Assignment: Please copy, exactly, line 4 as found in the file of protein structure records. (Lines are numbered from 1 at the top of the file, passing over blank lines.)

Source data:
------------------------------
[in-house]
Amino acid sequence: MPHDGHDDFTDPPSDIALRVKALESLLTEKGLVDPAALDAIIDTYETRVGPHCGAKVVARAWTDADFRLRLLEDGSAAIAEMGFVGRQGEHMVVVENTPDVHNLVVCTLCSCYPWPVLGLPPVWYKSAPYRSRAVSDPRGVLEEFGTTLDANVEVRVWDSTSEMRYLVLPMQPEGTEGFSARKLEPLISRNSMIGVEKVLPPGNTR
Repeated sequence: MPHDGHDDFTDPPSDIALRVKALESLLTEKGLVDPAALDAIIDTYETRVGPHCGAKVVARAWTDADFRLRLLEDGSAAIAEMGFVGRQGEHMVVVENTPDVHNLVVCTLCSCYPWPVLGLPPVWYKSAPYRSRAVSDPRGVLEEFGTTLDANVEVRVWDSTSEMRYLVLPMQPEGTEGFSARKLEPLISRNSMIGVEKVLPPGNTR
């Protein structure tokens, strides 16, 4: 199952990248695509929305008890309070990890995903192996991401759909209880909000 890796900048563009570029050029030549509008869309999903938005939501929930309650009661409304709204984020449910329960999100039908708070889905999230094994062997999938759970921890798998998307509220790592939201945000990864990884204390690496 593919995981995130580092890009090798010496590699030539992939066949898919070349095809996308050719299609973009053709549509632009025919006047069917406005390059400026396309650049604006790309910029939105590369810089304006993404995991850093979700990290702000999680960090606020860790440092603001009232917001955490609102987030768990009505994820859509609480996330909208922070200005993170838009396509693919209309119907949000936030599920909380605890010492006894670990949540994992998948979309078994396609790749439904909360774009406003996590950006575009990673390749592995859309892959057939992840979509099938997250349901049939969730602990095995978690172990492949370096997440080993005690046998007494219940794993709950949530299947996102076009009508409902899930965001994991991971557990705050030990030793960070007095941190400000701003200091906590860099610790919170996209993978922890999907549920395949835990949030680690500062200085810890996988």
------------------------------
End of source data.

């Protein structure tokens, strides 16, 4: 199952990248695509929305008890309070990890995903192996991401759909209880909000 890796900048563009570029050029030549509008869309999903938005939501929930309650009661409304709204984020449910329960999100039908708070889905999230094994062997999938759970921890798998998307509220790592939201945000990864990884204390690496 593919995981995130580092890009090798010496590699030539992939066949898919070349095809996308050719299609973009053709549509632009025919006047069917406005390059400026396309650049604006790309910029939105590369810089304006993404995991850093979700990290702000999680960090606020860790440092603001009232917001955490609102987030768990009505994820859509609480996330909208922070200005993170838009396509693919209309119907949000936030599920909380605890010492006894670990949540994992998948979309078994396609790749439904909360774009406003996590950006575009990673390749592995859309892959057939992840979509099938997250349901049939969730602990095995978690172990492949370096997440080993005690046998007494219940794993709950949530299947996102076009009508409902899930965001994991991971557990705050030990030793960070007095941190400000701003200091906590860099610790919170996209993978922890999907549920395949835990949030680690500062200085810890996988």